DIY





Using Natural and Artificial Light for Indoor Plants

Understand the importance of light for your indoor plants and learn what type of light your plants prefer most.

| March 2018

Grow. Food. Anywhere. (Hardie Grant, 2018) by Mat Pember and Dillon Seitchik-Reardon goes through every fruit and veggie you can think of, giving you the best tips on growing each, as well as the different buggies and diseases that may be coming after your garden. In the following excerpt, they explain the difference between natural and artificial light for your indoor plants.

MacGyver is legendary for his ability to combine a bunch of everyday items to make something useful. Like when he used a sleeping bag, tank of oxygen and vodka to blow himself out of a snow cave. Or when he used a candelabra, microphone cord and a rubber mat to make a defibrillator. Well, when it comes to the use of light, plants make MacGyver look like Huckleberry Finn.

Plants use photosynthesis to convert light energy into chemical energy. A simplified explanation is that when light hits a plant’s leaves, CO2 from the air reacts with water in the plant to create sugars (plant food) and oxygen. Oxygen is the by-product, which is why we talk about places like the Amazon rainforest as the ‘lung’ of the earth. A lot of photosynthesis happening at one time can produce a lot of oxygen. The sugars then spur the growth of the plant.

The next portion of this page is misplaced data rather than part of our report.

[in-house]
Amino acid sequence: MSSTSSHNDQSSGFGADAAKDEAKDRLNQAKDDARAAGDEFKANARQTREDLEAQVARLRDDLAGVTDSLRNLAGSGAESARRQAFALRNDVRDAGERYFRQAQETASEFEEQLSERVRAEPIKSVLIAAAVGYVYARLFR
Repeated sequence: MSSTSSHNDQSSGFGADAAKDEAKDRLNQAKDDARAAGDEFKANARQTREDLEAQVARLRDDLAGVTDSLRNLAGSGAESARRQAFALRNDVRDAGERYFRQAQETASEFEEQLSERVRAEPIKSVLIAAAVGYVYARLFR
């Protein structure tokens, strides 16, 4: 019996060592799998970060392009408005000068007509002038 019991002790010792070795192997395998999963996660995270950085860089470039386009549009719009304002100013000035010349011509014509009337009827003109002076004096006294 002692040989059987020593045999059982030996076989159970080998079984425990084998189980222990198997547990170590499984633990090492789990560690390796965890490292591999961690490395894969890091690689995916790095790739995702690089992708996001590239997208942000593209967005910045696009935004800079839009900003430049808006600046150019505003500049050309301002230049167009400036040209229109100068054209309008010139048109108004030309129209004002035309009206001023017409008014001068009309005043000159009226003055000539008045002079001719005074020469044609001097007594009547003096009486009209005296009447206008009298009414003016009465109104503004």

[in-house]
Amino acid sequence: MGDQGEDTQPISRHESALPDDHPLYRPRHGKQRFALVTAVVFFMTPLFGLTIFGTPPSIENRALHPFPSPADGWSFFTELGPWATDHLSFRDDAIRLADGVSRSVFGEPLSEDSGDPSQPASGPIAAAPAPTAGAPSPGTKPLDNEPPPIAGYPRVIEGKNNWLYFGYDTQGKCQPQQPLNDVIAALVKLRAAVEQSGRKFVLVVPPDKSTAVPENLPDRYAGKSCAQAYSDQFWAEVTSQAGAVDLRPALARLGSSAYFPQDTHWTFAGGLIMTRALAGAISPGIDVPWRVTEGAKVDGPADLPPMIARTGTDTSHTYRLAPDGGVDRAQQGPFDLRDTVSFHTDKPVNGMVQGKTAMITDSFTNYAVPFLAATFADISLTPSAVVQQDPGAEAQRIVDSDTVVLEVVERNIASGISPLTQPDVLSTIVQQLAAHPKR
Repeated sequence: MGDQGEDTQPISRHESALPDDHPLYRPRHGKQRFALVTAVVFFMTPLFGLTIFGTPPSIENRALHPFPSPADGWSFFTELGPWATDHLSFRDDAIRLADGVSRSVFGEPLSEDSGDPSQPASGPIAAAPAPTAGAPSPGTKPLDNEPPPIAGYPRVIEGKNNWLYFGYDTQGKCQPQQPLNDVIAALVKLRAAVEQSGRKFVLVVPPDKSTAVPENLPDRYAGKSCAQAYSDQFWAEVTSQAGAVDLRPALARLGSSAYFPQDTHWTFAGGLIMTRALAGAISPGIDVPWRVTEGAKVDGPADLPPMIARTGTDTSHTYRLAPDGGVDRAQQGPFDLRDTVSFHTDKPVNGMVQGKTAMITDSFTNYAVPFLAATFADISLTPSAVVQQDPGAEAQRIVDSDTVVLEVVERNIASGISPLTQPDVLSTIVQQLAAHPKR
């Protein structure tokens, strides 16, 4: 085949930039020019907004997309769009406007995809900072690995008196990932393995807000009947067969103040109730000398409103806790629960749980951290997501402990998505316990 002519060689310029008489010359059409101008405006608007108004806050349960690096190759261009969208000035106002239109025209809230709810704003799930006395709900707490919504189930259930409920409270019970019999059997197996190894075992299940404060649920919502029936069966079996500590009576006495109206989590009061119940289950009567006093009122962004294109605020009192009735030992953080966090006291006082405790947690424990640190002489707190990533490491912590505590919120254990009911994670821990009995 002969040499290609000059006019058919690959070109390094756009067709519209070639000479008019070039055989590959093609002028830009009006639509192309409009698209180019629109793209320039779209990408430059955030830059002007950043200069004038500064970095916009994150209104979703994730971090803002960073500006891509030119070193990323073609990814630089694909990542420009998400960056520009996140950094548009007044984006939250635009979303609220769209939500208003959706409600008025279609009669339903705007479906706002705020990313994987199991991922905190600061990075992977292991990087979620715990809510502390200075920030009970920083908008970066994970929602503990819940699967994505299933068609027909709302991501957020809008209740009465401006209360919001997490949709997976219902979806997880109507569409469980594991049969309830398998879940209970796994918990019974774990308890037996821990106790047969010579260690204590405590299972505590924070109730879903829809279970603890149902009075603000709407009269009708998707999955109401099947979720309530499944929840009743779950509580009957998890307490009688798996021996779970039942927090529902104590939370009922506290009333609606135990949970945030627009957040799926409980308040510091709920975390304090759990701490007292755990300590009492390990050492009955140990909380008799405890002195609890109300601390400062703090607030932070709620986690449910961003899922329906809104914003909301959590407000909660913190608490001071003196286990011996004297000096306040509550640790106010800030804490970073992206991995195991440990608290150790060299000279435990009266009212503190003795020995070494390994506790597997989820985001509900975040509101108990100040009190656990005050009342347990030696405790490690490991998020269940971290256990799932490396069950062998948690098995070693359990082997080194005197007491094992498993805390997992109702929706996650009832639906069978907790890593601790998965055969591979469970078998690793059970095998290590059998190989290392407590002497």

Just like we need essential vitamin D to be healthy, photosynthesis is essential for the successful growing of edible plants. But there’s a belief among some would-be growers that only direct sunlight can achieve these outcomes. Thinking they don’t possess the environment in which to grow food, they resort to soulless indoor plants, even terrariums, to get their growing fix. It’s a crying shame.



As our cities continue to build up and our living spaces dwindle, direct sunlight is becoming more of a scarce commodity. Thankfully, that doesn’t mean you can’t grow food.

Full Sun Vs. Partial Sun/Shade

Our fruits, veggies and herbs all have their own respective light requirements, but in general, more light is always better. Even if a plant’s tag states its requirements as partial shade, let it be known that full sun is always preferable. Yes, it just may demand some elevated maintenance, more water for example, but more rays almost always translates to better growth.






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